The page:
Age-related hearing impairment - also known as presbycusis - is a decrease in hearing ability as you get older and in most cases it affects both ears.
Bilateral hearing loss, or BHL, refers to the permanent loss of hearing in both ears. With several degrees of hearing loss, we explain what it is and the best treatment options.
Ear blockage can be caused by a number of factors and while it’s not always painful, if your ears are blocked it’s a good idea to seek medical attention.
Cholesteatoma is abnormal skin cells in your ear. It can be a congenital problem (birth defect) or develop through damage to the ear itself, so be sure to seek treatment early.
Mostly temporary, as a result of problems with the outer or middle ear. In most cases, these involve something that’s preventing sound from properly reaching the inner ear, where it can be processed.
Very common, especially in children. Although an earache will usually clear up after a few days, seek professional advice if your symptoms are getting steadily worse.
Ear discharge is drainage of blood, earwax, pus, or fluid from the ear. Most of the time, any fluid leaking out of an ear is earwax, although seek medical help immediately to nip the problem in the bud.
Ear pressure can be particularly irritating but usually goes away by itself once illness is over. However, ear pressure should also be investigated to rule out anything more serious…
Ear popping can be caused by many reasons. And while it is often nothing to worry about, you should seek medical attention if you begin noticing any severe symptoms.
Susceptible to blocking, restriction and inflammation, the eustachian tubes can cause problems. Such phenomena are examples of eustachian tube dysfunction (ETD).
A fungal ear infection - also known as otomycosis - can cause a range of symptoms in one or both ears, including itching, redness and inflammation.
If you have glue ear, it means there’s fluid in the space behind your eardrum. Getting this treated early is the key to minimising any potentially serious issues later on.
Struggling to hear sounds like birdsong or female voices, or finding it hard to hear conversations on the phone or in busy places? You may be suffering from high frequency hearing loss.
Are you finding it hard to hear everyday sounds as anything other than overly loud noise? You may have hyperacusis, and it should definitely be treated.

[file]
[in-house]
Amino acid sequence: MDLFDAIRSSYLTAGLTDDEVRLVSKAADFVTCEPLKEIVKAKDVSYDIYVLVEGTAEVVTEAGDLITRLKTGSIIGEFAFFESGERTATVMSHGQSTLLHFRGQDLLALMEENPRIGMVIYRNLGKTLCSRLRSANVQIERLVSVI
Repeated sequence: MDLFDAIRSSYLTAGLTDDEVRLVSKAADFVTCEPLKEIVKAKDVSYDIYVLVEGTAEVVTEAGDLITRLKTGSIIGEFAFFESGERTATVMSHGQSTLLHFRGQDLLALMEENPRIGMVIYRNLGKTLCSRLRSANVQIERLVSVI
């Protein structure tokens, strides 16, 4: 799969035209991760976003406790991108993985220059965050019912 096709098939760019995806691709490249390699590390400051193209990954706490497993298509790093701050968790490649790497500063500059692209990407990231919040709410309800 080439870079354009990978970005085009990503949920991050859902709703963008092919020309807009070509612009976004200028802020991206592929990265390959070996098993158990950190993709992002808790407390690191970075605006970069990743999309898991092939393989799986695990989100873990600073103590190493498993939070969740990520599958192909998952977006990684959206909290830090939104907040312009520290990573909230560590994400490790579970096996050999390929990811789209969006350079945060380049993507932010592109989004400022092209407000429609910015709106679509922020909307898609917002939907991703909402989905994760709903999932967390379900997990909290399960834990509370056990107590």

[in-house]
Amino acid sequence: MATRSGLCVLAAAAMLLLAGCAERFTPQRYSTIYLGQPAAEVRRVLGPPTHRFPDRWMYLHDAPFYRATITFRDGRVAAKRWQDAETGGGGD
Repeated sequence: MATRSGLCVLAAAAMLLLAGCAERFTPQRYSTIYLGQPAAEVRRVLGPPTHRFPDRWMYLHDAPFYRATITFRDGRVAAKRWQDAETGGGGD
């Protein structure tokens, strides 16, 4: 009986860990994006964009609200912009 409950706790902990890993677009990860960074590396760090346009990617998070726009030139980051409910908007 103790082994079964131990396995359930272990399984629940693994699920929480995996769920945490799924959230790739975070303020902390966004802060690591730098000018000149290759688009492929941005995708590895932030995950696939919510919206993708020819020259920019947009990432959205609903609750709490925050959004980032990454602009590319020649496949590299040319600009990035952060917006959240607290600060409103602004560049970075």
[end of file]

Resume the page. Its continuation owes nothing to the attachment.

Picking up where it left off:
From time to time, harder wax is produced and it moves much more slowly through your ear canal. This can result in build-ups, which can become impacted.
Labyrinthitis can not only affect your hearing, but also make you feel dizzy. You might experience something more severe, like vertigo. This is why early treatment is imperative.
If you’re struggling to hear sounds such as household appliances, traffic, or male voices, you could be suffering from low frequency hearing loss. It has a number of causes, and can be managed with hearing aids.
Mastoiditis happens when an infection in the middle ear spreads to the mastoid bone. This can be serious, so be sure to report any symptoms to your GP immediately…
Meniere’s disease affects the balance and hearing parts of the inner ear. It is a long-term, progressive condition, and you should seek treatment as soon as you or others suspect a problem.
Caused by both long and short term exposure to loud noises, noise induced hearing loss is permanent, but there are a number of steps you can take to prevent the condition.
Otosclerosis happens when a small bone in your middle ear gets stuck in place, causing gradual hearing loss. Knowing the symptoms of otosclerosis is the first step to treating this debilitating condition.
If you notice ringing, hearing loss and loss of balance, your eardrum may have torn or ruptured. Be sure to get a perforated eardrum treated immediately, so symptoms do not worsen.
Pulsatile tinnitus is a rare condition, brought on by constricted blood flow in and around the ears. While it usually isn’t anything to worry about, the condition may be a sign of an underlying health complication.
One of the most common types of hearing loss, typically age-related. A mostly permanent change, although many cases are treatable with hearing aids.
A sudden and often unexplained drop in hearing, typically in one ear. Also known as sudden deafness, this condition should be treated as a medical emergency, particularly if accompanied by other, non-ear-related symptoms.
Swimmer’s ear affects children and adults and can be very painful. Make sure to seek medical advice if you think you have swimmer’s ear or experience any ongoing ear pain during or after swimming.
Hearing loss in one ear, also called unilateral hearing or single sided deafness, can be caused by a number of factors such as a result of trauma or infection.